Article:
What I did: got my third Pfizer COVID-19 shot
What I did beforehand: I woke up this morning around 5:30, in a tangle of quilts, hearing the cat purring. It was still dark. I wondered why the Bacon Provider wasn’t yet up; we was due to leave early for a meeting with the board of the company that he runs. I did not know all of the details. Eggi surprised me yesterday by coming into season a full month before we expected her to, so it was easiest to leave all the dogs exactly where they were (in their boxes), while I slipped out of bed and started doing stuff in the kitchen.
Things that were sad: see painting, below
Dog breakfasts made, coffee brewing, crossword started (I’m on a 46 day completion streak), Fellow’s bag packed with food and a jacket for his vacation away, I got started on my December 16 data painting, knowing it was going to be a big one. Today is the day the U.S. passed 800,000 COVID dead, like that’s an achievement.
What I wore: dirty jeans, clean t-shirt, old barn coat with deep pockets, Chinese-made Australian-brand barn boots, a Chinese-made “N95 Particulate Respirator” mask which my husband swears is fake, homemade cloth mask
Who went with me: other residents of Westchester county, New York, by appointment only, plus that guy who thought I looked stupid for wearing two masks.
How I got an appointment: online, in mid-November, after failing to find an appointment at a pharmacy
Why I got boosted: because I want to outlive the schmucks who’ve refused to get vaccinated.
Where I parked: like, I would’ve left early, but by the time I was dressed and the dogs were fed and the painting finished, I had to snatch my vaccine card from my desk, jam my feet into boots, shove my arms into a coat, grab keys, and go. I took the big Ford, and let the Navigon pick the route. I took the paved back way (as opposed to the unpaved back way). I parked at the back edge of the sprawling lot, over by the creek with the other bozos in large trucks who also can’t squeeze into itty bitty parking places. As I marched confidently towards building 110, I checked my phone and saw that it was suite 110 and building 100. But, I needn’t have worried. Just had to look for the line of sad, grumpy people, and the confusing signage.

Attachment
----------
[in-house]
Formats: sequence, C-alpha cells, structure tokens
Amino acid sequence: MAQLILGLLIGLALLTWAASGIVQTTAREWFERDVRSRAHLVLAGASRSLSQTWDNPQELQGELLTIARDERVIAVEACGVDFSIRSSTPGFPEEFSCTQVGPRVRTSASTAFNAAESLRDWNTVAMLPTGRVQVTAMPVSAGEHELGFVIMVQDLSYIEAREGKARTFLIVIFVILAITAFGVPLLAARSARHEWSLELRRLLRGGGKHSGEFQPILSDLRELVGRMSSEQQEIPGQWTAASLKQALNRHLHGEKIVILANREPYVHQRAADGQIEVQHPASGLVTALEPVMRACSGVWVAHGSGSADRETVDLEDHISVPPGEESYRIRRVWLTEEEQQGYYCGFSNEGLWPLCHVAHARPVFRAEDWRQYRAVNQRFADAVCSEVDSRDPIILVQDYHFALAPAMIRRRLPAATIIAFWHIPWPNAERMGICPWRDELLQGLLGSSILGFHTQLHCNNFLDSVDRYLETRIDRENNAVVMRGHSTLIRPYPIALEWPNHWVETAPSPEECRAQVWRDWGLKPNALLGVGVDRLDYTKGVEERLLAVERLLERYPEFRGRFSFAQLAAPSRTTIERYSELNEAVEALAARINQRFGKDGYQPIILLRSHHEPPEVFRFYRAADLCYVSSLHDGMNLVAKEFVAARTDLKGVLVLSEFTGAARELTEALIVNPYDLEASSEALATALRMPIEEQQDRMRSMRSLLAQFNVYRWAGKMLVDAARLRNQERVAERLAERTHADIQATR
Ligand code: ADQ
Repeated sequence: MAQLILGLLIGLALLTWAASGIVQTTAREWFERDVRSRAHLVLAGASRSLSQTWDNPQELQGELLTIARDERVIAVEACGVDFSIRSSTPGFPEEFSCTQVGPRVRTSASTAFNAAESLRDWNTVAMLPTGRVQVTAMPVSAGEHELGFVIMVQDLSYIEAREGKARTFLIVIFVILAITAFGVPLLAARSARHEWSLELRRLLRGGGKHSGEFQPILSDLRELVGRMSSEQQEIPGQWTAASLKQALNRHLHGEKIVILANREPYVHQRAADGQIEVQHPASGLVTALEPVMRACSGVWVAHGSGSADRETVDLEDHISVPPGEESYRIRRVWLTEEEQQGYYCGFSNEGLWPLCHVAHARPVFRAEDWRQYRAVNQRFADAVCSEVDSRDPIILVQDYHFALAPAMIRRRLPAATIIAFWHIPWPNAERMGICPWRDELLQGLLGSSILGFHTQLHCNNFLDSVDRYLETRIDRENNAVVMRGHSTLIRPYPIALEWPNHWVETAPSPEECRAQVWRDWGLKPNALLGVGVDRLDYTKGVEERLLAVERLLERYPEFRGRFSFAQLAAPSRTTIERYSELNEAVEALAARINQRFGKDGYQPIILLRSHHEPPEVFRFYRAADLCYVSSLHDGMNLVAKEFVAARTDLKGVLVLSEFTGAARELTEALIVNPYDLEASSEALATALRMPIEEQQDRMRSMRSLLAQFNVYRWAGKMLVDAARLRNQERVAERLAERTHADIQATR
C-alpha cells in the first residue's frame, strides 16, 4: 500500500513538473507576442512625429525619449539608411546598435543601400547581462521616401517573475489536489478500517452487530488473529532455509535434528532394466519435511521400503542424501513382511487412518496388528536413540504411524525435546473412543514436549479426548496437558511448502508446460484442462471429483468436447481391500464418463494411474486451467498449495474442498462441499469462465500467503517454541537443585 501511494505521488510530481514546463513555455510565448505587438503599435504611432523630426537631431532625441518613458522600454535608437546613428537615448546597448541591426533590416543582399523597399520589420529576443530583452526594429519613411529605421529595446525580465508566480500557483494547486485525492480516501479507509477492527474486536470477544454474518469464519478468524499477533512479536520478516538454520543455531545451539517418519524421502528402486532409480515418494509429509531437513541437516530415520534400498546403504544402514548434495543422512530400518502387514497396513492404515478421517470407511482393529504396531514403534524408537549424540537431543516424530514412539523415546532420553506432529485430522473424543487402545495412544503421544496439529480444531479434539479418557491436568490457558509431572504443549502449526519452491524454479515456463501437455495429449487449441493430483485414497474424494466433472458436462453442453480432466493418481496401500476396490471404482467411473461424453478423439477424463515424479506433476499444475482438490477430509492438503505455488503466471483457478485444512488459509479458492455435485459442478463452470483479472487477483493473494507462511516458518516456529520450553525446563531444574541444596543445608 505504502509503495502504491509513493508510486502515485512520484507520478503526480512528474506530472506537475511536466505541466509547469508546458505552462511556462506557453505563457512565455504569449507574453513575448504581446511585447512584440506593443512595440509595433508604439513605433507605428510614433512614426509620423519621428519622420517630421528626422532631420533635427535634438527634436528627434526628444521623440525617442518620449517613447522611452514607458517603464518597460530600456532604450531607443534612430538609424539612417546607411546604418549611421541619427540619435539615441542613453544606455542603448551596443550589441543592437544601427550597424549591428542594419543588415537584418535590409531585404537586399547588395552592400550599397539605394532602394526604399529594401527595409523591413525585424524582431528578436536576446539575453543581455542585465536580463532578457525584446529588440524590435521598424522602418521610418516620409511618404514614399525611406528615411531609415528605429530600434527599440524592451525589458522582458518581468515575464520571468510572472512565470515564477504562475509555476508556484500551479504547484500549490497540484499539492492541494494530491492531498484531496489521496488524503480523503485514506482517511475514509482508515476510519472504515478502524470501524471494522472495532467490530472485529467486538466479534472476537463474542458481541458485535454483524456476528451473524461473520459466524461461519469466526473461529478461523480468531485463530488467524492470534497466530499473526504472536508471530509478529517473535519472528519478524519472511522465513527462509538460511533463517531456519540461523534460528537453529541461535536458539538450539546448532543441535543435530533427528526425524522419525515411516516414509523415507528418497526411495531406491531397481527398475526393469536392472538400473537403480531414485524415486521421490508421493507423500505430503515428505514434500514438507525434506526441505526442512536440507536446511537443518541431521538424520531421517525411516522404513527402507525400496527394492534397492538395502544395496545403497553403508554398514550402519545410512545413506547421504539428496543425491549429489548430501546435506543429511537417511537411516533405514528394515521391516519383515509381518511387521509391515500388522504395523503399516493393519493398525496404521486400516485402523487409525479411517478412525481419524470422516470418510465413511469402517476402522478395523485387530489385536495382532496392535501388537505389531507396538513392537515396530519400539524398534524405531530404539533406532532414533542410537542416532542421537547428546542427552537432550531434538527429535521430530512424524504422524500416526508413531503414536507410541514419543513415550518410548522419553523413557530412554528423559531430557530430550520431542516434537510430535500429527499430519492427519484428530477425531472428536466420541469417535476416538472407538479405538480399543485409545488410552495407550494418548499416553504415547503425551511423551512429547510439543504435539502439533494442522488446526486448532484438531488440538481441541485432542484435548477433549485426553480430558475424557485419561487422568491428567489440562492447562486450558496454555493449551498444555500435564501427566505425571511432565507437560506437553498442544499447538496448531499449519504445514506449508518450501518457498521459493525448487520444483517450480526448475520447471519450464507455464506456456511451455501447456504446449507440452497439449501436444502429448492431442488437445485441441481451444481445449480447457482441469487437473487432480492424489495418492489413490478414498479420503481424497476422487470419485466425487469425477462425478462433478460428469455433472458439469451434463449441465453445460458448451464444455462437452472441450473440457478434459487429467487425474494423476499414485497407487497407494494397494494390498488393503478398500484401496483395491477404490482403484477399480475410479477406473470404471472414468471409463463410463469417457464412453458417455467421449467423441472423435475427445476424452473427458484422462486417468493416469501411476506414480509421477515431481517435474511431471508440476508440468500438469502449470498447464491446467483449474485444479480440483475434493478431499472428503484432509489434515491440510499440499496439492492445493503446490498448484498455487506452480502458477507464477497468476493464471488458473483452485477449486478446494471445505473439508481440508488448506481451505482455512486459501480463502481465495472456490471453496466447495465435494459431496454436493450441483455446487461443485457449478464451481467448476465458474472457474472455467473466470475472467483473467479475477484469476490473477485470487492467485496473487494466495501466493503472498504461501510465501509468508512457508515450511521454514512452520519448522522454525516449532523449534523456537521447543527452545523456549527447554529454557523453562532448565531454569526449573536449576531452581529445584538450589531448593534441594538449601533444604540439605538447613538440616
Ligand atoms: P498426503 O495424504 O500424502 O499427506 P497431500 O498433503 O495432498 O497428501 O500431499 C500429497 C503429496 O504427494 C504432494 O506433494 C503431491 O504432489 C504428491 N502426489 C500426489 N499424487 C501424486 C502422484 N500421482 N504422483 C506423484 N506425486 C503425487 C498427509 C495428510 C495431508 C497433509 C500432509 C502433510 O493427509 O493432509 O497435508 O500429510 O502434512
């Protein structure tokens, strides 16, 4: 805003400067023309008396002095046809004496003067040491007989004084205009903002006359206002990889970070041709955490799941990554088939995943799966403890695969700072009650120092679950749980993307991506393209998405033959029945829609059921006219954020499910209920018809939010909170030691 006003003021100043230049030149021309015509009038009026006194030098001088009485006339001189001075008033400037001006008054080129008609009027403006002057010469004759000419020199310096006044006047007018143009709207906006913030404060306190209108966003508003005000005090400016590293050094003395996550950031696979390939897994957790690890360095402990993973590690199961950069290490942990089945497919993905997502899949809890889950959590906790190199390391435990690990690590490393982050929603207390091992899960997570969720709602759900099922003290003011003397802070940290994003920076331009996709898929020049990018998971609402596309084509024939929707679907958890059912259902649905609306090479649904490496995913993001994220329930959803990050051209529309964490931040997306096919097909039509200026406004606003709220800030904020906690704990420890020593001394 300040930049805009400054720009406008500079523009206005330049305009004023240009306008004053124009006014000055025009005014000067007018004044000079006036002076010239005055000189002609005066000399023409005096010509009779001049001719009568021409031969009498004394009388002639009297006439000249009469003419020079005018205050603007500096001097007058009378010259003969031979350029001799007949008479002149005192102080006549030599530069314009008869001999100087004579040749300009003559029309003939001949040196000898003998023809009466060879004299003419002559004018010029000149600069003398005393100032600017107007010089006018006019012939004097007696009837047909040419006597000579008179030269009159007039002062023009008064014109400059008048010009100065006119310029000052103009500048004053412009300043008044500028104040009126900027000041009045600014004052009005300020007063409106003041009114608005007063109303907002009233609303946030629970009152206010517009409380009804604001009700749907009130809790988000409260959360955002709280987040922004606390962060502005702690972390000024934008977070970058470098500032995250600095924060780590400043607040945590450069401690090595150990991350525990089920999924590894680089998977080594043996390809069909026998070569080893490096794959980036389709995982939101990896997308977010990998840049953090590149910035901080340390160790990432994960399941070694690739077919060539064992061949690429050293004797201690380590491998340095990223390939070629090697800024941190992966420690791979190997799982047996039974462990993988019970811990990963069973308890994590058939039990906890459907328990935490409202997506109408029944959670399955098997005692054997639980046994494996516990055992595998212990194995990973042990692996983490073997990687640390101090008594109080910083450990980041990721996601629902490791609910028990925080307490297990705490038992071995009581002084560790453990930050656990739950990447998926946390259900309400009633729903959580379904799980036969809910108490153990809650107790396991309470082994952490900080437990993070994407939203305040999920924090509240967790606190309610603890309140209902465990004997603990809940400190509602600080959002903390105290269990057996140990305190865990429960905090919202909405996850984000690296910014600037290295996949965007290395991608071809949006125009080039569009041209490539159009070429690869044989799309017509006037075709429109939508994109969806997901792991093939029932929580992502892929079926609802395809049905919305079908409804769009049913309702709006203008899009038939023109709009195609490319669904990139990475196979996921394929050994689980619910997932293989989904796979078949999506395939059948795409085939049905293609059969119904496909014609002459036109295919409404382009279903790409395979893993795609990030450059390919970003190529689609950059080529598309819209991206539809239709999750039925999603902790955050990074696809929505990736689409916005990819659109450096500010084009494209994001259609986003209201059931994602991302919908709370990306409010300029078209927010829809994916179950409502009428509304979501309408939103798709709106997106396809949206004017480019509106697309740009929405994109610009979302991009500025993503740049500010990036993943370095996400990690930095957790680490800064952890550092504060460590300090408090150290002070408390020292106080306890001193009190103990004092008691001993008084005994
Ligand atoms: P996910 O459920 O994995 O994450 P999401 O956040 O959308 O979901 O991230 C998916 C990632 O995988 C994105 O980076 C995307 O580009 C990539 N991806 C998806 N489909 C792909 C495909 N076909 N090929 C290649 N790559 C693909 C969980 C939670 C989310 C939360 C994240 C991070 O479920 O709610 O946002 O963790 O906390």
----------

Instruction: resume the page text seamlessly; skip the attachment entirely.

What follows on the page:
What it is: there’s one of those loud, genial Westchester doofuses talking in the 15-minute post-vaccine waiting area and I look over at him as he says goodbye to the old friend he’s run into because in the restaurant business everybody knows everybody doncha know? Well, his mask isn’t over his nose.
Things that were funny: many things were funny. I am fucking hilarious.
Things that were not funny: no matter how long this coronavirus goes on, we keep acting like this shit is temporary.
What I did on the way home: I got gas.
What I did after that: then I met the vet at the barn to take a look at my mare. We exchanged texts, and I managed to pass them on the highway and arrive just in front of them. My arm isn’t as sore as it’s going to be in a few hours, but the child I saw with the lollipop in their mouth, being carried out after their vaccine floats by in my mind. In their dad’s arms. Their mask under their chin. I wear a mask the whole time I’m at the barn. No one else does.
My horse has a little arthritis in her ankles, and got some injections. She’ll get a couple of days off, too.